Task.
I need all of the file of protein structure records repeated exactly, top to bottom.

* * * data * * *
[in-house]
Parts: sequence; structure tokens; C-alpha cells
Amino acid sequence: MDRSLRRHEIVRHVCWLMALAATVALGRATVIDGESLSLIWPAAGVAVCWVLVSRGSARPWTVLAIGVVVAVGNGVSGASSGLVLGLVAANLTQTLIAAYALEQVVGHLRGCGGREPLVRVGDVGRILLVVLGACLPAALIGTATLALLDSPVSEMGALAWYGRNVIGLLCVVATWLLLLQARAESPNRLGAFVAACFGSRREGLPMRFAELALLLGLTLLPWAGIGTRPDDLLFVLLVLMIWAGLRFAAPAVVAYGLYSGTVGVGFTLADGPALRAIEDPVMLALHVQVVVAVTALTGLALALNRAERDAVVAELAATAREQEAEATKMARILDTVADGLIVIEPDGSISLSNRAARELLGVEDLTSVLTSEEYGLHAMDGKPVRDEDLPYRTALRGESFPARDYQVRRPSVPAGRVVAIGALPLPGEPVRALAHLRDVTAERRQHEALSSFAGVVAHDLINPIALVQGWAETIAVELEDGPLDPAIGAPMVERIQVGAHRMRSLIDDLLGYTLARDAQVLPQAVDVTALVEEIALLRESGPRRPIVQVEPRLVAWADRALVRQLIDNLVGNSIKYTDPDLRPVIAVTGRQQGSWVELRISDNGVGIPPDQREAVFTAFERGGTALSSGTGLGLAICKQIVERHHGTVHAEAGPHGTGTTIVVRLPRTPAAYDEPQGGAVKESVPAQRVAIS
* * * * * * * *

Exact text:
[in-house]
Parts: sequence; structure tokens; C-alpha cells
Amino acid sequence: MDRSLRRHEIVRHVCWLMALAATVALGRATVIDGESLSLIWPAAGVAVCWVLVSRGSARPWTVLAIGVVVAVGNGVSGASSGLVLGLVAANLTQTLIAAYALEQVVGHLRGCGGREPLVRVGDVGRILLVVLGACLPAALIGTATLALLDSPVSEMGALAWYGRNVIGLLCVVATWLLLLQARAESPNRLGAFVAACFGSRREGLPMRFAELALLLGLTLLPWAGIGTRPDDLLFVLLVLMIWAGLRFAAPAVVAYGLYSGTVGVGFTLADGPALRAIEDPVMLALHVQVVVAVTALTGLALALNRAERDAVVAELAATAREQEAEATKMARILDTVADGLIVIEPDGSISLSNRAARELLGVEDLTSVLTSEEYGLHAMDGKPVRDEDLPYRTALRGESFPARDYQVRRPSVPAGRVVAIGALPLPGEPVRALAHLRDVTAERRQHEALSSFAGVVAHDLINPIALVQGWAETIAVELEDGPLDPAIGAPMVERIQVGAHRMRSLIDDLLGYTLARDAQVLPQAVDVTALVEEIALLRESGPRRPIVQVEPRLVAWADRALVRQLIDNLVGNSIKYTDPDLRPVIAVTGRQQGSWVELRISDNGVGIPPDQREAVFTAFERGGTALSSGTGLGLAICKQIVERHHGTVHAEAGPHGTGTTIVVRLPRTPAAYDEPQGGAVKESVPAQRVAIS